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Sweet on history

A new citrus museum, complete with a cinematic look at the former dominant industry, is helping to revive the location in Dade City.

By GINA PACE
Published February 19, 2007


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DADE CITY

Evelyn Triplett remembers how the once-mighty citrus operation withered from 2,000 employees until it eventually closed in 2004.

Driving by the site on U.S. 301 was a sad reminder that an industry that once was the heart of Dade City was fading.

But as she recently looked around the new citrus museum inside the Dade City Business Center at the site of the former Pasco Beverage Plant, she was filled with a sense of hope.

"Now I feel good coming out here," said Triplett, 64. "I feel good about the town."

The 75-minute tour, which opened to the public this month, begins with a walking tour of the packing plant, when it operates from October to May. A series of videos show how the grading, cleaning and waxing process works, and depending on the time of day, visitors might get a glimpse of the facility in action.

A tram takes visitors to an educational grove, with examples of all varieties packed at the plant and displays of current and antique farming equipment. The tram then drives through the Pioneer Florida Museum, where tourists can later check out a 1910 packing house.

The last stop on the tour is the museum and theater. Inside, the walls are adorned with brightly colored citrus labels and historic photos of the Lykes-Pasco packing plant, which, at its peak, was the largest citrus-processing plant in the world.

The museum also houses Dade City Business Center owner Jim Guedry's collection of Coca-Cola memorabilia and classic cars.

The highlight of the tour is a film about the history of citrus in Dade City, including the hard freezes of 1982 and 1985 that killed many of the area's citrus trees and caused a local economic downturn. The film features commentary from such prominent residents as Mayor Hutch Brock and John Hornbuckle, who worked at the plant for 28 years and now lives in Clearwater.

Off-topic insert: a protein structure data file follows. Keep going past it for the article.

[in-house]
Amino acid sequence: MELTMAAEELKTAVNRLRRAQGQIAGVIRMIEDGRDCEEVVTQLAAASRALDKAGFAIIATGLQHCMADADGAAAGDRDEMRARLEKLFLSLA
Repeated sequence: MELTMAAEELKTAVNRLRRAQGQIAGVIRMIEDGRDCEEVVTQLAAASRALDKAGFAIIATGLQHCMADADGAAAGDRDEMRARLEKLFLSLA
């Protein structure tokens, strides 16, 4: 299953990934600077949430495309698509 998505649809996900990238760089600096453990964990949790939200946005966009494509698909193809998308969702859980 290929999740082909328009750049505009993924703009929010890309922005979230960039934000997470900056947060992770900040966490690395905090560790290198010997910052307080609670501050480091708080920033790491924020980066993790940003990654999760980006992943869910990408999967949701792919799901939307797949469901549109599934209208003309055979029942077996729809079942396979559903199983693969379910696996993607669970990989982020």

The film ends with the plant's rebirth as a business center, which employs about 650 people in 45 companies.

In October 2004, months after the shutdown, Wesley Chapel fruit-shipping company Citrus County Groves bought a large part of the property, including all the frontage on U.S. 301, and started talking about a major redevelopment. In addition to bringing his operation to north Dade City, Guedry announced plans to develop a business park and lease space to other companies.

Plans are in the works to build an entertainment center with restaurants, bars, a theater and loft apartments.

Sarah Gardner, 62, of Gettysburg, Pa., was checking out the museum Tuesday to see whether the RV group she belongs to should stop by later in the month.

"We have traveled all over," she said "And we never been on a tour like this."

Gina Pace can be reached at 352 521-6518 or toll-free 1-800-333-7505, ext. 6518. Her e-mail address is gpace@sptimes.com.

If you go

Citrus Country Groves museum

Public tours are offered at 11 a.m. and 2 p.m. and occasionally at 4 p.m. Tuesdays, Thursdays and Saturdays. Admission is $5 for adults, $3 for seniors, and free for children 12 and younger. Tours for schools and other groups can be arranged Mondays, Wednesdays or Fridays. Call (352) 567-0600 or go to www.citrusstory.com.

[Last modified February 18, 2007, 22:20:34]


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